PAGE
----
Thursday, September 08, 2005

Cara mia, ti voglio bene... Tu sei una mia stella*

There is a man I love and respect. I often find myself... while fingering the cool gentle lines of his books, the precise cut of his pages... I often find myself wondering how he holds his wine-glass, and do his eyes crinkle when he laughs?

His name is Alessandro Baricco.

He writes books.

In italian.

He has a beautiful voice- Listen for yourself, here, where he talks about an audio project he conceptualized. He could be ordering a toilet-paper roll or cursing his aunt, it doesn't matter: the words smooth-laughing, dancing, holding you close that come from within him have you spell-bound with the very sound. Its liquid. Like a still lake in the sun.

I could speak of his books, but this is not a review section, and that will come, considering he is my chosen author for a big assignment due in two weeks. I have read his work in translation, and the sheer poetry of his story-- the thing that makes you want to cry and dance with an long-dead grandfather-- makes me only wish that I could read it in the original.

Yes, he's aquarian [long-standing associates will understand that strange obsession] and yes, he's a genius with humour and metaphor. He is a bard, and I must meet him. I must meet him, more than I must win the nobel, or speak with axl rose, or dance with robbie williams. A biggie, you understand.

But yes, I must let you read some of what he has written, from one of my favourite books:

Sand as far as the eye can see, between the last hills and the sea -- the sea -- in the cold air of an afternoon almost past, and blessed by the wind that always blows from the north.

The beach. And the sea.

It could be perfection -- an image for divine eyes -- a world that happens, that's all, the mute existence of land and water, a work perfectly accomplished, truth --truth -- but once again it is the redeeming grain of a man that jams the mechanism of that paradise, a bagatelle capable on its own of suspending all that great apparatus of inexorable truth, a mere nothing, but one planted in the sand, an imperceptible tear in the surface of that sacred icon, a minuscule exception come to rest on the perfection of that boundless beach. To see him from afar he would be no more than a black dot: amid nothingness, the nothing of a man and a painter's easel. The easel is anchored by slender cords to four stones placed on the sand. It sways imperceptibly in the wind that always blows from the north. The man is wearing waders and a large fisherman's jacket. He is standing, facing the sea, twirling a slim paintbrush between his fingers. On the easel, a canvas.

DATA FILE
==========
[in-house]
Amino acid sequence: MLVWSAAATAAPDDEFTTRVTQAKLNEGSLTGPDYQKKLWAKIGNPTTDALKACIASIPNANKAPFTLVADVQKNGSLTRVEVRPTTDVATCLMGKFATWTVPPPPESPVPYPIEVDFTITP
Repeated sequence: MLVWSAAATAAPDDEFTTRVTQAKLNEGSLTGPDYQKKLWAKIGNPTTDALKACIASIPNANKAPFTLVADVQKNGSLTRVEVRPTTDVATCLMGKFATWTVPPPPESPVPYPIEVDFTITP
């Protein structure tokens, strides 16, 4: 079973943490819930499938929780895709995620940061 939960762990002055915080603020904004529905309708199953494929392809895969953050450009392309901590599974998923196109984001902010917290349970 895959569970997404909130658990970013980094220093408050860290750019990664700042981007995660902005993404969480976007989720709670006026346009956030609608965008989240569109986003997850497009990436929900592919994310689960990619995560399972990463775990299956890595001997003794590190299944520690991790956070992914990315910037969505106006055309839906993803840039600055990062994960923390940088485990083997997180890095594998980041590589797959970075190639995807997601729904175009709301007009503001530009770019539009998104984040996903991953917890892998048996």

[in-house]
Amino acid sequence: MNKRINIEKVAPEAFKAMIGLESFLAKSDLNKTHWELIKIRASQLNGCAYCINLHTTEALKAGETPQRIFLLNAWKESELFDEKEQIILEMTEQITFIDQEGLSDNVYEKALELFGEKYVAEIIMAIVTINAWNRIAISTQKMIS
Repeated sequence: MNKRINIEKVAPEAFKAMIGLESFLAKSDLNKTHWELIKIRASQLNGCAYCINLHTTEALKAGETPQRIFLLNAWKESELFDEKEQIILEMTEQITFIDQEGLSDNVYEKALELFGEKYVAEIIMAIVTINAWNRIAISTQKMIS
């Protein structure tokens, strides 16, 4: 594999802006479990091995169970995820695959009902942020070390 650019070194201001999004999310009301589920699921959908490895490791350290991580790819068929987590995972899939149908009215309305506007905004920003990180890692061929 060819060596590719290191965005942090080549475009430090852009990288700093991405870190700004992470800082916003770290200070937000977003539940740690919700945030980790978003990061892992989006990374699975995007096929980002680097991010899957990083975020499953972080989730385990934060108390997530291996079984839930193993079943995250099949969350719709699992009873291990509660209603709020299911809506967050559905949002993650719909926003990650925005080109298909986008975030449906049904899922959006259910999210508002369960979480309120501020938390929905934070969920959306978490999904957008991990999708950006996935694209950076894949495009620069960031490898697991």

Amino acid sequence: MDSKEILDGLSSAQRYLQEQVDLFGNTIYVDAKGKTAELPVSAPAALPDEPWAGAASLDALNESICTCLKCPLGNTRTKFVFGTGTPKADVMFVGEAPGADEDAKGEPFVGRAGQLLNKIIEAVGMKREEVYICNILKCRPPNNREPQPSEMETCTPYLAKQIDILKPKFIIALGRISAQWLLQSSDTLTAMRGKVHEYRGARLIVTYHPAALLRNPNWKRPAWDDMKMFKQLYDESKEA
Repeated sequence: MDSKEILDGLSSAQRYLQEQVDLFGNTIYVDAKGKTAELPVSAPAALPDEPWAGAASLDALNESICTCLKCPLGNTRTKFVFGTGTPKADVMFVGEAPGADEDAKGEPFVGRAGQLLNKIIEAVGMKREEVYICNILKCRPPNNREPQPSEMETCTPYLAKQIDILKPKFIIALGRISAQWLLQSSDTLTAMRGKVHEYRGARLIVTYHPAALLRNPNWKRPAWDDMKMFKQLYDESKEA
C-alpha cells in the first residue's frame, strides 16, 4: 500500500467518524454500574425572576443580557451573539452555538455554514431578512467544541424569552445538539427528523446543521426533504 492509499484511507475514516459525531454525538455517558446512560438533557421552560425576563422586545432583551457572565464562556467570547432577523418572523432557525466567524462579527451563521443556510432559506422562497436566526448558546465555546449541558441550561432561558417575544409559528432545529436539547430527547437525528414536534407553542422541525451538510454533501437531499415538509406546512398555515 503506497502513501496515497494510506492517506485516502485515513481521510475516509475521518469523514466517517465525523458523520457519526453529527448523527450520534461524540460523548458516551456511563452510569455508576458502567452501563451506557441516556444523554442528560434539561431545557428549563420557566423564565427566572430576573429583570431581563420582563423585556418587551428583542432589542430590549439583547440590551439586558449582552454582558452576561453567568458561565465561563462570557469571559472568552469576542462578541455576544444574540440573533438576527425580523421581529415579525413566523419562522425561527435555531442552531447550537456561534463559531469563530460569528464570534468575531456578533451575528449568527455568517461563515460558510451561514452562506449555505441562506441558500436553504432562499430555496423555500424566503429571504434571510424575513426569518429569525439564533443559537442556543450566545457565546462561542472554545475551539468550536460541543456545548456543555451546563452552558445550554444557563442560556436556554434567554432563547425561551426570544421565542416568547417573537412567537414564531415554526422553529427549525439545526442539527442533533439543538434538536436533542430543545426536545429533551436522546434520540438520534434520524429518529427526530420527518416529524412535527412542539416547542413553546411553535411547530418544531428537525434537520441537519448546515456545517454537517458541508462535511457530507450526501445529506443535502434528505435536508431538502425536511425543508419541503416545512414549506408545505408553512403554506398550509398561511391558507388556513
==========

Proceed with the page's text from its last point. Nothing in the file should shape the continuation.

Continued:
He is like a sentinel -- this you must realize -- standing there to defend that part of the world from the silent invasion of perfection, a small crack that fragments that spectacular stage set of being. As it is always like this, you need only the glimmer of a man to wound the repose of that which would otherwise be a split second away from becoming truth but instead immediately becomes suspense and doubt once more, because of the simple and infinite power of that man who is a slit, a chink, a small doorway through which return a flood of stories and the enormous inventory of what could be, an infinite gash, a marvelous wound, a path made of thousands of steps where nothing can be true anymore but everything will be -- just as the steps are of that woman who, wrapped in a purple cloak, her head covered, is pacing the beach with measured tread, skirting the backwash of the sea, her feet tracing furrows from right to left across what is by then the lost perfection of the great picture, consuming the distance that separates her from the man until she comes to within a few paces of him, and then right beside him, where it takes nothing to pause and silently look on.